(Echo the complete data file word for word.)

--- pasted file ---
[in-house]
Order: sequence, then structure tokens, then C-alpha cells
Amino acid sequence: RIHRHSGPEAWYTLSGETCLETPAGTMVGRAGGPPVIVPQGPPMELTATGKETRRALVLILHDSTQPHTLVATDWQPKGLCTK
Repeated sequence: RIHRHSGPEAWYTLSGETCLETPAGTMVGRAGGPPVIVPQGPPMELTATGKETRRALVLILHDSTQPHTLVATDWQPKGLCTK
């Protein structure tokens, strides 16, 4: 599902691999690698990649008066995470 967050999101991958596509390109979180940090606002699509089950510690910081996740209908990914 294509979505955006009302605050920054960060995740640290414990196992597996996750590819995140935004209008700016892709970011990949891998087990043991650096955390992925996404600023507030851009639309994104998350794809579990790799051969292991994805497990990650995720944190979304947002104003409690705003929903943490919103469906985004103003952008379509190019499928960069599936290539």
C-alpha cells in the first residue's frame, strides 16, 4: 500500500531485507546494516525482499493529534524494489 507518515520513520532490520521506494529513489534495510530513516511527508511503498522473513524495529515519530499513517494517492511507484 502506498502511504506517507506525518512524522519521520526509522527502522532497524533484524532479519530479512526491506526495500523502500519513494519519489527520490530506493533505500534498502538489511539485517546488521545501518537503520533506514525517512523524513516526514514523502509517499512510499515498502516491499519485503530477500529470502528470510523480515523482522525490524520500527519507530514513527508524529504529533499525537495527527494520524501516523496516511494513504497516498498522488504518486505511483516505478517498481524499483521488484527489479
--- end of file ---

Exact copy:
[in-house]
Order: sequence, then structure tokens, then C-alpha cells
Amino acid sequence: RIHRHSGPEAWYTLSGETCLETPAGTMVGRAGGPPVIVPQGPPMELTATGKETRRALVLILHDSTQPHTLVATDWQPKGLCTK
Repeated sequence: RIHRHSGPEAWYTLSGETCLETPAGTMVGRAGGPPVIVPQGPPMELTATGKETRRALVLILHDSTQPHTLVATDWQPKGLCTK
């Protein structure tokens, strides 16, 4: 599902691999690698990649008066995470 967050999101991958596509390109979180940090606002699509089950510690910081996740209908990914 294509979505955006009302605050920054960060995740640290414990196992597996996750590819995140935004209008700016892709970011990949891998087990043991650096955390992925996404600023507030851009639309994104998350794809579990790799051969292991994805497990990650995720944190979304947002104003409690705003929903943490919103469906985004103003952008379509190019499928960069599936290539």
C-alpha cells in the first residue's frame, strides 16, 4: 500500500531485507546494516525482499493529534524494489 507518515520513520532490520521506494529513489534495510530513516511527508511503498522473513524495529515519530499513517494517492511507484 502506498502511504506517507506525518512524522519521520526509522527502522532497524533484524532479519530479512526491506526495500523502500519513494519519489527520490530506493533505500534498502538489511539485517546488521545501518537503520533506514525517512523524513516526514514523502509517499512510499515498502516491499519485503530477500529470502528470510523480515523482522525490524520500527519507530514513527508524529504529533499525537495527527494520524501516523496516511494513504497516498498522488504518486505511483516505478517498481524499483521488484527489479